The company Hive, which operates in the field of artificial intelligence, announced the subletting of three floors of an office located in the center of San Francisco.
Experts assessed this intention of the firm as a clear sign of a high level of activity in the market, where the need for specialists is growing after the completion of the activities of some large technology companies.
Alexander Quinn, a leading Northern California researcher at Jones Lang LaSalle Inc, said Hive plans to occupy about 57,000 square feet at 100 First St., taking up space in a 27-story tower that software firm Okta leased in 2017.
Okta has already announced plans to expand the scope of its activities. The relevant intentions of the company also provide for the return of the firm’s presence in the real estate market.
Quinn says that currently in San Francisco, more than 10 companies engaged in artificial intelligence, including Hive, are located in offices with a total area of 800 thousand square feet. He also stated that artificial intelligence aspires to space. Such a formulation can have many interpretation options, among which, for example, the statement of the significant technological potential of AI and the designation of the industry as actively scalable and occupying an increasing part of the business activity space.
Quinn says that companies specializing in artificial intelligence development prefer to work in an office. According to him, this format of workflow organization is considered the most relevant and appropriate for firms whose existence is at the startup stage. Quinn did not name the companies that are currently looking for office space.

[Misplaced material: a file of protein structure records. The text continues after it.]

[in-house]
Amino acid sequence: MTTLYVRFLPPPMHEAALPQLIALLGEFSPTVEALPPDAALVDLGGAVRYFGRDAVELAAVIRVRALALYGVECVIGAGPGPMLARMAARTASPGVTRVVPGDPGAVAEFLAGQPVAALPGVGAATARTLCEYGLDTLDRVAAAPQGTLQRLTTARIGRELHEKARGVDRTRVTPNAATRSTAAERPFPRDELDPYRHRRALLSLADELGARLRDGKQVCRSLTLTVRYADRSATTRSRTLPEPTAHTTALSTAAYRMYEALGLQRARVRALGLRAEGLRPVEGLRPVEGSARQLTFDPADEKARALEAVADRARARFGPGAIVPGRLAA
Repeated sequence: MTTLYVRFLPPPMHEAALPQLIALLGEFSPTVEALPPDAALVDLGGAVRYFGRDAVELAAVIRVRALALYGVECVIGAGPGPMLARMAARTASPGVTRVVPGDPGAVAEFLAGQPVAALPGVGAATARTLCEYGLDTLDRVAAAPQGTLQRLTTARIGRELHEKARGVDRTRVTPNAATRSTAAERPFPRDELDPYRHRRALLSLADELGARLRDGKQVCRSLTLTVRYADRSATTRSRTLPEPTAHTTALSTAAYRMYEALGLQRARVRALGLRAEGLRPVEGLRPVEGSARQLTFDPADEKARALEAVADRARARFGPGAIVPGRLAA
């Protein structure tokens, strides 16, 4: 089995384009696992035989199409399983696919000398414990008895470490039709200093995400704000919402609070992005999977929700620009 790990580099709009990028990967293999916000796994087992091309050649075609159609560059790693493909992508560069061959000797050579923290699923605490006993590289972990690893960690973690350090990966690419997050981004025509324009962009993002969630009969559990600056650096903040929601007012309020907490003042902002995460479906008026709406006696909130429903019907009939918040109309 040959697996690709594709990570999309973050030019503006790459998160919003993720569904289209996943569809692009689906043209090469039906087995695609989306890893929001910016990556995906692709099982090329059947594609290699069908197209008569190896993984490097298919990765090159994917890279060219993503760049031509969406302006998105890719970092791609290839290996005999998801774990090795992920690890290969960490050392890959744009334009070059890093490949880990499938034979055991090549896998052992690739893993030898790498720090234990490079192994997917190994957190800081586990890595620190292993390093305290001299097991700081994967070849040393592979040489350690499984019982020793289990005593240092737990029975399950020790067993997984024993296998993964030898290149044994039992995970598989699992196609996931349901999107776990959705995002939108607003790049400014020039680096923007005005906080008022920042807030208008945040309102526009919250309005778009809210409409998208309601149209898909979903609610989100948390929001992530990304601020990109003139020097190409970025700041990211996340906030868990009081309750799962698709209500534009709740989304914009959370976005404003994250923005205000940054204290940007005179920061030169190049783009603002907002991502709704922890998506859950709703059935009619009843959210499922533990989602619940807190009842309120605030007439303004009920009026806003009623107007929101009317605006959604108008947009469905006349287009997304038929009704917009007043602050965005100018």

San Francisco is home to some of the most successful firms in the field of artificial intelligence, among them OpenAI, which created the popular chatbot ChatGPT, raised investment funds for more than $10 billion, and is mass recruiting staff.
Preliminary data from CBRE Group says that in the second quarter of this year, the vacancy rate of offices in San Francisco increased to 32%. During this period, about 1.9 million square feet of additional space became available. In 2019, before the coronavirus pandemic, the vacancy rate in San Francisco did not exceed 4%.
Technology companies based in this city, including Dropbox, Salesforce, Twitter, and Uber Technologies, are among the industry giants that have put premises all over the US on the sublease market.
Kastle Systems reports that currently, the workload of offices in San Francisco on a weekday is less than half of the level that was recorded before the coronavirus pandemic. In a high-tech city, a significant part of employees continue to work remotely.
The lack of day workers and concerns about safety and risks of homelessness have gone beyond the office sector, and have become a factor of negative impact on the San Francisco tax base. Currently, the city is recording a decrease in the value of real estate.
The owner of two hotels located in San Francisco has stopped payments on loans for real estate and announced his intention to exclude these assets from his portfolio. Also in June, investors who were part of the owners of a local large shopping center abandoned this facility.
As we have reported earlier, AWS Launches AI Startup Accelerator in China.